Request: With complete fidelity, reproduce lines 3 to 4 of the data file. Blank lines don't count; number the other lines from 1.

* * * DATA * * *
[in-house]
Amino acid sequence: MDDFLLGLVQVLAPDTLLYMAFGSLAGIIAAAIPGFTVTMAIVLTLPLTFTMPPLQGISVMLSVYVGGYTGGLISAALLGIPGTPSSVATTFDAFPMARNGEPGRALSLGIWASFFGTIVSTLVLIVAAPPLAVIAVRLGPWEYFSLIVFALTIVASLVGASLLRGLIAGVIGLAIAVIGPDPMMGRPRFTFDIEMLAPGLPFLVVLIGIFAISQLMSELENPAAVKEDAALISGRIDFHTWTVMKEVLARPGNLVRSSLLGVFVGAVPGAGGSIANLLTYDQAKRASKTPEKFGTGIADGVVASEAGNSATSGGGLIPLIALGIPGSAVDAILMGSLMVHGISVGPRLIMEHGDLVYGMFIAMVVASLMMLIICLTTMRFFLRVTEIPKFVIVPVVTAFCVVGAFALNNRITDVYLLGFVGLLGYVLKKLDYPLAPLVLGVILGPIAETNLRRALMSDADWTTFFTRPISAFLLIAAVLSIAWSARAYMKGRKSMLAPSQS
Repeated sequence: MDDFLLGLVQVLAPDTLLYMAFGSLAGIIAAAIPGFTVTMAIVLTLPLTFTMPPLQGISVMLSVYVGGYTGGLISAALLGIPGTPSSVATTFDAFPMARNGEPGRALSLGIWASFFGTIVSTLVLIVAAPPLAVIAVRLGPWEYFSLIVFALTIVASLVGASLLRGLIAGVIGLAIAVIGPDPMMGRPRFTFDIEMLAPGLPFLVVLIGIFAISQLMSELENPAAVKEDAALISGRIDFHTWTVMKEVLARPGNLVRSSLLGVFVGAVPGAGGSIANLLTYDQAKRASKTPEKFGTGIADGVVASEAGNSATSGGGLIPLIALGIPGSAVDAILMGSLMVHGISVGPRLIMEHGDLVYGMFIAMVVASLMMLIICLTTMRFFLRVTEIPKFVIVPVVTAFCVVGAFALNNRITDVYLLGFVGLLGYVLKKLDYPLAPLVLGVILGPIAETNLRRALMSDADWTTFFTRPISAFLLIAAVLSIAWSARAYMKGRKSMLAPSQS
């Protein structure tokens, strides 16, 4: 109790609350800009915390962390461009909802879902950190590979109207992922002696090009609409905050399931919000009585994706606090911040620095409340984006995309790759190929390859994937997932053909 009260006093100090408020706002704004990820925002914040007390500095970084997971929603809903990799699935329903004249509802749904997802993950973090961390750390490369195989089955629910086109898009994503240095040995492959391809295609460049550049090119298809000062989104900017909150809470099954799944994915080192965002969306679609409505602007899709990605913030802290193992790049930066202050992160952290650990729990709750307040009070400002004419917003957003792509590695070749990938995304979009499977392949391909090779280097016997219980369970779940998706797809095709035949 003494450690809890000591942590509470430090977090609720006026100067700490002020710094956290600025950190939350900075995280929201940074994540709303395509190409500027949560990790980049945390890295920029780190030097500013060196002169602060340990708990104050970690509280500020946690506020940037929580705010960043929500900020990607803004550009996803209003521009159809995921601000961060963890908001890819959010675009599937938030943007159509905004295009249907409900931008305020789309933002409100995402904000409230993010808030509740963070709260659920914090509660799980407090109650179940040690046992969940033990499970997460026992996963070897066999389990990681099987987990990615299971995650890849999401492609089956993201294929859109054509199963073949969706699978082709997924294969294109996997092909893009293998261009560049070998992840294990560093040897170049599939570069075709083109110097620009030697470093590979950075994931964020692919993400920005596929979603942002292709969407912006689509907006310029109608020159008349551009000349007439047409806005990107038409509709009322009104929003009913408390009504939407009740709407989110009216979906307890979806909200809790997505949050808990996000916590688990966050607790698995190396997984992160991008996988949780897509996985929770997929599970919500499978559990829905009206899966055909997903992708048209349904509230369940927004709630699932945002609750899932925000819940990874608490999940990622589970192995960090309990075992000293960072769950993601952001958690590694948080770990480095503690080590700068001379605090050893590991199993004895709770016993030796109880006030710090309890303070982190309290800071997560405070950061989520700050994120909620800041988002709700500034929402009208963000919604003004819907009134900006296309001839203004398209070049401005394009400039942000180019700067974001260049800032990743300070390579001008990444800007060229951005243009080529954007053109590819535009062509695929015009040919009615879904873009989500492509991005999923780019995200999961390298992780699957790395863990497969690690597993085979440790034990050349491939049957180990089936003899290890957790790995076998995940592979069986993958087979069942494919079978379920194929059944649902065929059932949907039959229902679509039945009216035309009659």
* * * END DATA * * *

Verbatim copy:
Repeated sequence: MDDFLLGLVQVLAPDTLLYMAFGSLAGIIAAAIPGFTVTMAIVLTLPLTFTMPPLQGISVMLSVYVGGYTGGLISAALLGIPGTPSSVATTFDAFPMARNGEPGRALSLGIWASFFGTIVSTLVLIVAAPPLAVIAVRLGPWEYFSLIVFALTIVASLVGASLLRGLIAGVIGLAIAVIGPDPMMGRPRFTFDIEMLAPGLPFLVVLIGIFAISQLMSELENPAAVKEDAALISGRIDFHTWTVMKEVLARPGNLVRSSLLGVFVGAVPGAGGSIANLLTYDQAKRASKTPEKFGTGIADGVVASEAGNSATSGGGLIPLIALGIPGSAVDAILMGSLMVHGISVGPRLIMEHGDLVYGMFIAMVVASLMMLIICLTTMRFFLRVTEIPKFVIVPVVTAFCVVGAFALNNRITDVYLLGFVGLLGYVLKKLDYPLAPLVLGVILGPIAETNLRRALMSDADWTTFFTRPISAFLLIAAVLSIAWSARAYMKGRKSMLAPSQS
């Protein structure tokens, strides 16, 4: 109790609350800009915390962390461009909802879902950190590979109207992922002696090009609409905050399931919000009585994706606090911040620095409340984006995309790759190929390859994937997932053909 009260006093100090408020706002704004990820925002914040007390500095970084997971929603809903990799699935329903004249509802749904997802993950973090961390750390490369195989089955629910086109898009994503240095040995492959391809295609460049550049090119298809000062989104900017909150809470099954799944994915080192965002969306679609409505602007899709990605913030802290193992790049930066202050992160952290650990729990709750307040009070400002004419917003957003792509590695070749990938995304979009499977392949391909090779280097016997219980369970779940998706797809095709035949 003494450690809890000591942590509470430090977090609720006026100067700490002020710094956290600025950190939350900075995280929201940074994540709303395509190409500027949560990790980049945390890295920029780190030097500013060196002169602060340990708990104050970690509280500020946690506020940037929580705010960043929500900020990607803004550009996803209003521009159809995921601000961060963890908001890819959010675009599937938030943007159509905004295009249907409900931008305020789309933002409100995402904000409230993010808030509740963070709260659920914090509660799980407090109650179940040690046992969940033990499970997460026992996963070897066999389990990681099987987990990615299971995650890849999401492609089956993201294929859109054509199963073949969706699978082709997924294969294109996997092909893009293998261009560049070998992840294990560093040897170049599939570069075709083109110097620009030697470093590979950075994931964020692919993400920005596929979603942002292709969407912006689509907006310029109608020159008349551009000349007439047409806005990107038409509709009322009104929003009913408390009504939407009740709407989110009216979906307890979806909200809790997505949050808990996000916590688990966050607790698995190396997984992160991008996988949780897509996985929770997929599970919500499978559990829905009206899966055909997903992708048209349904509230369940927004709630699932945002609750899932925000819940990874608490999940990622589970192995960090309990075992000293960072769950993601952001958690590694948080770990480095503690080590700068001379605090050893590991199993004895709770016993030796109880006030710090309890303070982190309290800071997560405070950061989520700050994120909620800041988002709700500034929402009208963000919604003004819907009134900006296309001839203004398209070049401005394009400039942000180019700067974001260049800032990743300070390579001008990444800007060229951005243009080529954007053109590819535009062509695929015009040919009615879904873009989500492509991005999923780019995200999961390298992780699957790395863990497969690690597993085979440790034990050349491939049957180990089936003899290890957790790995076998995940592979069986993958087979069942494919079978379920194929059944649902065929059932949907039959229902679509039945009216035309009659």